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Column: Online bullying is fuelled by changes in our culture

Some children may be missing out on a key stage of development, writes psychotherapist Joanna Fortune.

Joanna Fortune

RECENTLY I WAS reading a popular Irish fashion/celebrity gossip blog post on Facebook that had a picture of child actress, now all grown up.

It appeared to be her professional head shot. The caption under the post read “Remember her?” and I smiled as I did – she is a theatre actress now in adulthood.

However my smile faded as I scrolled down through the comments posted underneath by other readers, including “Lesbian head on her” and “She has a creepy face” to name but a few. (There were pleasant comments too it should be noted.) It got me wondering if any of these people would be so casual and comfortable about saying this to the actress in question’s face. I doubt it – far more likely to ask her to pose for a photo with them and say how much they loved her in her movies.

So what is the difference between saying something online and to someone’s face? I believe it is twofold: the degree of empathy that gets lost online; and the fact that when you say something online about someone it doesn’t feel like you are saying it to them. It doesn’t feel real, and therefore the potential consequences are not considered.

We are all too familiar with the at-times-tragic consequences of being at the receiving end of nasty things said about you online. We have lost three teenagers this year in Ireland, amid a public outcry for the State to regulate and somehow control social media sites such as Facebook, Twitter and Ask.fm. But I’m not convinced that this is the answer, because I don’t think it is the correct question to ask.

Harassment

Rather, consider the why. Why is it that our young people (and let’s be honest, it’s not exclusively young people – there are many adult internet trolls out there) feel it is OK to denigrate, harass and demean others – sometimes people they barely know and other times people they sit beside every day at school or work – once you do it online and not to their face?

Recent research by NUI Maynooth showed that teenage girls are more likely to engage in this form of bullying than their male counterparts, and also that participants felt that cyber-bullying was the worst form of bullying because it could be seen by more people and go unnoticed by adults.

A 2010 research study by the University of Michigan measured the empathy levels in college students, compared them to previous generations at the same age (14,000 students over 30 year period) and found that today’s young people show a significantly lower level of empathy towards others than previous generations. The biggest drop came after 2000, when empathy levels measured up to 40 per cent lower than their counterparts 30 years previously.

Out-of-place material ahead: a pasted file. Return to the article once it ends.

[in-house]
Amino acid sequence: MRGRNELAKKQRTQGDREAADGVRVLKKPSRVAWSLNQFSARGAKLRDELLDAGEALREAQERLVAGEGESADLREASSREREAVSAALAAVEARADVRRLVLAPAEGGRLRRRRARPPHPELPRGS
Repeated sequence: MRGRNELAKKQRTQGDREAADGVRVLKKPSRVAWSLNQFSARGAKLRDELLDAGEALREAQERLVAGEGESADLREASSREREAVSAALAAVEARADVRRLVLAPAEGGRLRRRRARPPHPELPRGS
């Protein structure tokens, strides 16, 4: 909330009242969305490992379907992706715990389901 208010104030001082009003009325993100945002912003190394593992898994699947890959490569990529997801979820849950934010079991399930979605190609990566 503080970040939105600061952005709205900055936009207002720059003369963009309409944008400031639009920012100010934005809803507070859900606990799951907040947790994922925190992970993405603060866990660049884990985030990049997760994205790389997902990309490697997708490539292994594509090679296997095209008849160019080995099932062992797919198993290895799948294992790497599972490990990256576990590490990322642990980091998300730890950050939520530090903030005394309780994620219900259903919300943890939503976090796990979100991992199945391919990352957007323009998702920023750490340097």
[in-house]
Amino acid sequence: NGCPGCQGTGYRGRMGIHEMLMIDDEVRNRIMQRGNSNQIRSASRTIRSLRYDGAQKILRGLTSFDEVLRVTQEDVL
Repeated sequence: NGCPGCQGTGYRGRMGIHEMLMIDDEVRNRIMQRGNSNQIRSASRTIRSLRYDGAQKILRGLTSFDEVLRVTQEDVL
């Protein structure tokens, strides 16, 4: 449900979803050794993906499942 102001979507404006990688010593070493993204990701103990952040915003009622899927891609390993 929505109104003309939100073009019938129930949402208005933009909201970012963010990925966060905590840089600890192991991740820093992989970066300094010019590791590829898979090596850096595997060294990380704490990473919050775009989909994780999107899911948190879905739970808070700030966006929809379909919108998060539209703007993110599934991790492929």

It is estimated that the average person is now exposed to three times more non-work related information via media (and, increasingly, social media) than previous generations and this cannot be overlooked as a possible reason for the drop in empathy levels. Having hundreds or even thousands of ‘fans’ or online ‘friends’ allows people to relate at a removed level. You can change who you are, comment on photos and activities of others, often people you barely know in the real world.

Sensational

This combined with the rise of reality TV – which is always more sensational than reality -encourages people to mock, denigrate and comment publicly (and anonymously if you choose) on the mistakes and misery of others, in a way that you simply wouldn’t do if they were your friend and needed your sympathy.

It has become so easy to interact virtually that we are investing less and less time engaging with people at a personal level, and this is having a profound effect on our empathy levels.

Children develop empathy skills from approximately three years of age onwards (though the capacity is building from infancy) through projective play. We see an increase in narrative-based play and playing with dolls/teddies to re-enact real life events as a means of better understanding them.

Teddy 1: No teddy, you must go to bed when you are told.

Teddy 2: But I want to stay up and watch TV!

Teddy 1: It’s bedtime now and you can watch TV tomorrow.

Teddy 2: Oh, OK then.

Engaging in this kind of play forces the child to consider the perspectives of others and thereby develops empathy, understanding and problem-solving skills – all of which are developmentally essential and help to build our social intelligence levels, enabling us to read potentially dangerous situations and also forge and develop relationships.

What we are seeing now is a generation, so-called ‘Generation Me’, who have not successfully negotiated this stage – likely because of an increased focus on virtual play and virtual interaction with people who do not exist for them in the real world.

Parents can take control of this by monitoring the amount of access and time spent on virtual play, communicating and connecting with your child/teenager through creative and imaginative means. Remember to ask “I wonder how that would feel for someone to do or say that about you?” and ensure empathy is a key part of your parenting strategy.

Joanna Fortune is a clinical psychotherapist working with children and families for over 12 years. She is the founder and director of Solamh Parent Child Relationship Clinic in Dublin. For more info, call 01 6976568 or follow on Twitter: @solamh

Read: More columns from Joanna Fortune on TheJournal.ie>

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